Tuesday, January 04, 2005
Okay, so you have some really important, super-secret data you want to store. This stuff is so good (maybe illegally good) that you worry about it being compromised by the snoopy government or voracious competitors. Where can you keep your data where it will be completely safe? I suggest the principality of Sealand. (Photo copyright Kim Gilmour.)
During WWII, Britain constructed "sea forts" as a way of protecting the coast line against German air attacks. After the war they were abandoned, and eventually torn down, except for one -- Fort Roughs Tower. It was (and is) basically a platform situated on two huge pillars, that sat there slowly rusting. At least, until 1967, when radio pirate Paddy Roy Bates and his friends occupied the structure as a base from which to broadcast to the UK. Never one to think small, Bates declared the fort an independent country, dubbed it Sealand, and named himself Prince. (See history at Wikipedia and an article at Wired.)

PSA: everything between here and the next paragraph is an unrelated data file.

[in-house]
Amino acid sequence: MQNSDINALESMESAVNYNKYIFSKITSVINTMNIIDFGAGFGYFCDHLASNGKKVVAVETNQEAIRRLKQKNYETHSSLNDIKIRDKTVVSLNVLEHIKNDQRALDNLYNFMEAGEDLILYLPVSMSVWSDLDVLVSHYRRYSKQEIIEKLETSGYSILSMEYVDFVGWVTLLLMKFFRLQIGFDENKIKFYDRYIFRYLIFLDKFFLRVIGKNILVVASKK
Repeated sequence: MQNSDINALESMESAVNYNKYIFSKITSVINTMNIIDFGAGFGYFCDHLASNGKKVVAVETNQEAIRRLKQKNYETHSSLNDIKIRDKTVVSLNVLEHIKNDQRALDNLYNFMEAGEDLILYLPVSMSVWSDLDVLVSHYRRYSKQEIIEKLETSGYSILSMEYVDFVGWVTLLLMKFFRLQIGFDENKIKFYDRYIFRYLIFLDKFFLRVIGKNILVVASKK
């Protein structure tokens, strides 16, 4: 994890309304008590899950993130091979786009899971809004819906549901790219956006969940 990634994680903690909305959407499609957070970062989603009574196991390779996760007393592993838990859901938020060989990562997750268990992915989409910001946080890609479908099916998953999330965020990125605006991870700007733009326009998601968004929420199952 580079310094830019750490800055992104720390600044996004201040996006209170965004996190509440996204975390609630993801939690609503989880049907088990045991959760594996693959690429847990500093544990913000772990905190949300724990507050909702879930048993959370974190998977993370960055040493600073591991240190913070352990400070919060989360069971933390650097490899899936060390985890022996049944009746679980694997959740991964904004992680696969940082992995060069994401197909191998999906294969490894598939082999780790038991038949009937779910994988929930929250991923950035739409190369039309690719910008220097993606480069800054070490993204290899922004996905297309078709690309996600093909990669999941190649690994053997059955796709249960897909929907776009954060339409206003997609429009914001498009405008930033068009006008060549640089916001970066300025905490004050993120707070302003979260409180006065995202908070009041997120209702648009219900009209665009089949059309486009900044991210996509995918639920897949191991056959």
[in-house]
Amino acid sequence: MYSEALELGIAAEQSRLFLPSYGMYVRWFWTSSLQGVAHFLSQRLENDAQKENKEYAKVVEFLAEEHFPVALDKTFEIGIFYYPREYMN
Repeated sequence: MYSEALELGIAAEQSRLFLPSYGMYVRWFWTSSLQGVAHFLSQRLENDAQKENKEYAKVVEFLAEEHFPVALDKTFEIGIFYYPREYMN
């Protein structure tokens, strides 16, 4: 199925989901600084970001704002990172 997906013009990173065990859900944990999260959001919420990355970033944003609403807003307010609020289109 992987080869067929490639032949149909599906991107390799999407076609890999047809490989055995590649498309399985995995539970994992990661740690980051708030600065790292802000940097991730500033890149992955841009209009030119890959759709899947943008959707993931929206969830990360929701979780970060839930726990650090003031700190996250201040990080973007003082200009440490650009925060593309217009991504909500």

Sealand has had a colorful history, including an attempted coup and a small war. But the radio piracy business isn't what it used to be, and the primary venture on Sealand is now HavenCo, a manager of "secure servers." Basically, the Sealand government makes very few awkward demands on the HavenCo management, as they are essentially identical.
The entrepreneurs claim that they don't want to get involved with truly outlandish illegal activities, child pornography and the like. But if you'd like to manage a few anonymous transactions, HavenCo might be the way to go. I'll be sure to look into it once I get Preposterous Universe to turn a profit.